Second, the use of prescription drugs has risen dramatically since the 1970s and ’80s. Prozac, the first blockbuster SSRI, came out in 1988. Antidepressants are now one of the most commonly prescribed drugs in the U.S., and many of them have been linked to weight gain.

Finally, Kuk and the other study authors think that the microbiomes of Americans might have somehow changed between the 1980s and now. It’s well known that some types of gut bacteria make a person more prone to weight gain and obesity. Americans are eating more meat than they were a few decades ago, and many animal products are treated with hormones and antibiotics in order to promote growth. All that meat might be changing gut bacteria in ways that are subtle, at first, but add up over time. Kuk believes that the proliferation of artificial sweeteners could also be playing a role.

The fact that the body weight of Americans today is influenced by factors beyond their control is a sign, Kuk says, that society should be kinder to people of all body types.

“There’s a huge weight bias against people with obesity,” she said. “They’re judged as lazy and self-indulgent. That’s really not the case. If our research is correct, you need to eat even less and exercise even more” just to be same weight as your parents were at your age.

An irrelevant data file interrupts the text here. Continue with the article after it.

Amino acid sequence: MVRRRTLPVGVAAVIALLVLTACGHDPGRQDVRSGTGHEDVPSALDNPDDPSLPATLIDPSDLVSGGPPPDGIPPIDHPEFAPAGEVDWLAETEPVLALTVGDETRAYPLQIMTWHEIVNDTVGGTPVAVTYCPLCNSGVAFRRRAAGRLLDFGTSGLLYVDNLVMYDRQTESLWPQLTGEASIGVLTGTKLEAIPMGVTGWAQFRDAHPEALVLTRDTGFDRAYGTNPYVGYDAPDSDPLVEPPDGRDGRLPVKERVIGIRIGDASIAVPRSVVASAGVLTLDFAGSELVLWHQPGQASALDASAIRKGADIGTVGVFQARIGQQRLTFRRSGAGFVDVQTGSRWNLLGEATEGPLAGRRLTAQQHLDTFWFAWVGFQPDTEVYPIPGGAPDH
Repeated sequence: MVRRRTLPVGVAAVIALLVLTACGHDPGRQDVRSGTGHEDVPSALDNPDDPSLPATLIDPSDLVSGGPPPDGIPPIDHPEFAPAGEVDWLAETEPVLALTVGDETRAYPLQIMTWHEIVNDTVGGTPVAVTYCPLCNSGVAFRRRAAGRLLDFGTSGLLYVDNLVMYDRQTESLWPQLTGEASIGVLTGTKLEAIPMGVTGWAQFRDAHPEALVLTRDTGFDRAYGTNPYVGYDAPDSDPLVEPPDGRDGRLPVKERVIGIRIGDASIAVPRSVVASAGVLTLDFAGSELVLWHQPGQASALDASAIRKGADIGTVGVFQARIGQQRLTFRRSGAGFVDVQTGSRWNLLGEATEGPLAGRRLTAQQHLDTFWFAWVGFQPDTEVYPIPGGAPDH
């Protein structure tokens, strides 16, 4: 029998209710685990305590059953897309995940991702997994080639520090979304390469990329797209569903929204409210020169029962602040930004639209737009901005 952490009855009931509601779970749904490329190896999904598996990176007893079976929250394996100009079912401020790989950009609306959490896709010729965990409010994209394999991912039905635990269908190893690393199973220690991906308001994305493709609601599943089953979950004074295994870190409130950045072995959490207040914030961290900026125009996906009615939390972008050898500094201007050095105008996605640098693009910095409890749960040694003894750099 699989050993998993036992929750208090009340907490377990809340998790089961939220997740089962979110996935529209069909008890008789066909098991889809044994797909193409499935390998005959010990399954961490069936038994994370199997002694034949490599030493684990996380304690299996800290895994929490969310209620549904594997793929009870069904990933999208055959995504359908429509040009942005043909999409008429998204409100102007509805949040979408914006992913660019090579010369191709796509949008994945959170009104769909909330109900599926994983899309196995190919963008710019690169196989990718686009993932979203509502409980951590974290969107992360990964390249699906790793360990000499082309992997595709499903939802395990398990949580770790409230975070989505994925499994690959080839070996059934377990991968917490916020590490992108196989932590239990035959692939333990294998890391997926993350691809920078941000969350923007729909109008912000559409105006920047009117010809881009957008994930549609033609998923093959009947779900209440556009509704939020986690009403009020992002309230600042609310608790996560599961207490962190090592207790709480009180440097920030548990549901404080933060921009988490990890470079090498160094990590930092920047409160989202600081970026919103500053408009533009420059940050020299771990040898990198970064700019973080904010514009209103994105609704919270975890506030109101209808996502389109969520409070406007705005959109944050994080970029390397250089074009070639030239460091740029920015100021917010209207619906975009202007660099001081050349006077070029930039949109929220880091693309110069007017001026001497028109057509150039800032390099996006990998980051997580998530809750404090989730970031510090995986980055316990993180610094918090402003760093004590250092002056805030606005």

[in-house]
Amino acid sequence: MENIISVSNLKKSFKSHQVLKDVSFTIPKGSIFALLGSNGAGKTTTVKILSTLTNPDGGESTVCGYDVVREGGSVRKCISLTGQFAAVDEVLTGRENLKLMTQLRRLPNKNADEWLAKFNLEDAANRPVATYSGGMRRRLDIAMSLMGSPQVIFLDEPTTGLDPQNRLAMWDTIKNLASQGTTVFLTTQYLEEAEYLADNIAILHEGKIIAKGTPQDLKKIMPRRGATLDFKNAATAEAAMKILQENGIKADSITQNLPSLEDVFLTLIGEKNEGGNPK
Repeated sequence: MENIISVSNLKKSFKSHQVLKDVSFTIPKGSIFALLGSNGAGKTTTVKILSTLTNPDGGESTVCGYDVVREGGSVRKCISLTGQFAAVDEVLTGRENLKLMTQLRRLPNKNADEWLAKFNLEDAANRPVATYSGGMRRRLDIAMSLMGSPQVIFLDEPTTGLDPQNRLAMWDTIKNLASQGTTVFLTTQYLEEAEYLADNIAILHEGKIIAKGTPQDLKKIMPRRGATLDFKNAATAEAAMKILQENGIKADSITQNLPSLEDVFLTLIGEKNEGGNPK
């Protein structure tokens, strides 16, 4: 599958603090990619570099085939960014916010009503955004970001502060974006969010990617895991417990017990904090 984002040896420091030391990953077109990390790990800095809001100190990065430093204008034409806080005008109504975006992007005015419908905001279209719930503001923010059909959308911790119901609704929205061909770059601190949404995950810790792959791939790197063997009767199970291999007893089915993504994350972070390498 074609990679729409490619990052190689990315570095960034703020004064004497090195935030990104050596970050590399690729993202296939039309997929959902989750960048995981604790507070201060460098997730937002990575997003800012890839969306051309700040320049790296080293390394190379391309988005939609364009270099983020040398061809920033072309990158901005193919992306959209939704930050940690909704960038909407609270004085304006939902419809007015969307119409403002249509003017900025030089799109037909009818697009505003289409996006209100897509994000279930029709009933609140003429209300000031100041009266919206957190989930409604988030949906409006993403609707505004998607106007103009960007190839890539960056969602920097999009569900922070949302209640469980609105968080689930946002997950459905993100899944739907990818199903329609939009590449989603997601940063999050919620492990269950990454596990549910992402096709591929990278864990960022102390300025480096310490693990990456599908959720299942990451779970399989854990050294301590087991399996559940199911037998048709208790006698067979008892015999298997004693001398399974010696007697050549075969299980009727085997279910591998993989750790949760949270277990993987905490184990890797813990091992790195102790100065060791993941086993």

The exercise part is perhaps one area where Old Economy Steve doesn’t have an edge. A membership at one of the newfangled fitness centers of 1987 would go for about $2,800 per year in today’s dollars, and that’s still what it costs today.

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masque wrote (edited )

NewNew, a start-up in Los Angeles, that describes its product as creating a “human stock market.”

...

Courtne Smith, the founder and chief executive of NewNew, said the company was “similar to the stock market” in that “you can buy shares, which are essentially votes, to be able to control a certain level of a person’s life.”

We are inching closer and closer to just reintroducing chattel slavery, hidden by a veneer of "disruptive innovation."